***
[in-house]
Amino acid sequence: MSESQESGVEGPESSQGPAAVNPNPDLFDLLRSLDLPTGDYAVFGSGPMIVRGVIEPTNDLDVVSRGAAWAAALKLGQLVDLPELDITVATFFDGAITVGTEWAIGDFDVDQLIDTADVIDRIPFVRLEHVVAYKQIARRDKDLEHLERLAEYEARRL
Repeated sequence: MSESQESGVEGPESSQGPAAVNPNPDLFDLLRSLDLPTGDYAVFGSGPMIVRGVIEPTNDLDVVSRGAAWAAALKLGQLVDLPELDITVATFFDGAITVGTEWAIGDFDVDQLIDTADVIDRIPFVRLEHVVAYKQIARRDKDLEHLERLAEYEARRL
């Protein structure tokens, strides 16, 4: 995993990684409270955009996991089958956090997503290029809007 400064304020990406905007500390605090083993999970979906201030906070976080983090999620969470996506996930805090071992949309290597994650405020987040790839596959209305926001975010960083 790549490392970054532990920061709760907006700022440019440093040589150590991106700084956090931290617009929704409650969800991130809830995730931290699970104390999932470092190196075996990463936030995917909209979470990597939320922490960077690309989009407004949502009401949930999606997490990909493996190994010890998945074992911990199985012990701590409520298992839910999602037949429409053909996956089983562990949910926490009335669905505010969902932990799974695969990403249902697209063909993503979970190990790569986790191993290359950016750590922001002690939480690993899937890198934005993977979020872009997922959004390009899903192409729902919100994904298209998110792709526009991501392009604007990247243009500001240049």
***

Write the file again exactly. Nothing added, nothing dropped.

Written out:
[in-house]
Amino acid sequence: MSESQESGVEGPESSQGPAAVNPNPDLFDLLRSLDLPTGDYAVFGSGPMIVRGVIEPTNDLDVVSRGAAWAAALKLGQLVDLPELDITVATFFDGAITVGTEWAIGDFDVDQLIDTADVIDRIPFVRLEHVVAYKQIARRDKDLEHLERLAEYEARRL
Repeated sequence: MSESQESGVEGPESSQGPAAVNPNPDLFDLLRSLDLPTGDYAVFGSGPMIVRGVIEPTNDLDVVSRGAAWAAALKLGQLVDLPELDITVATFFDGAITVGTEWAIGDFDVDQLIDTADVIDRIPFVRLEHVVAYKQIARRDKDLEHLERLAEYEARRL
């Protein structure tokens, strides 16, 4: 995993990684409270955009996991089958956090997503290029809007 400064304020990406905007500390605090083993999970979906201030906070976080983090999620969470996506996930805090071992949309290597994650405020987040790839596959209305926001975010960083 790549490392970054532990920061709760907006700022440019440093040589150590991106700084956090931290617009929704409650969800991130809830995730931290699970104390999932470092190196075996990463936030995917909209979470990597939320922490960077690309989009407004949502009401949930999606997490990909493996190994010890998945074992911990199985012990701590409520298992839910999602037949429409053909996956089983562990949910926490009335669905505010969902932990799974695969990403249902697209063909993503979970190990790569986790191993290359950016750590922001002690939480690993899937890198934005993977979020872009997922959004390009899903192409729902919100994904298209998110792709526009991501392009604007990247243009500001240049």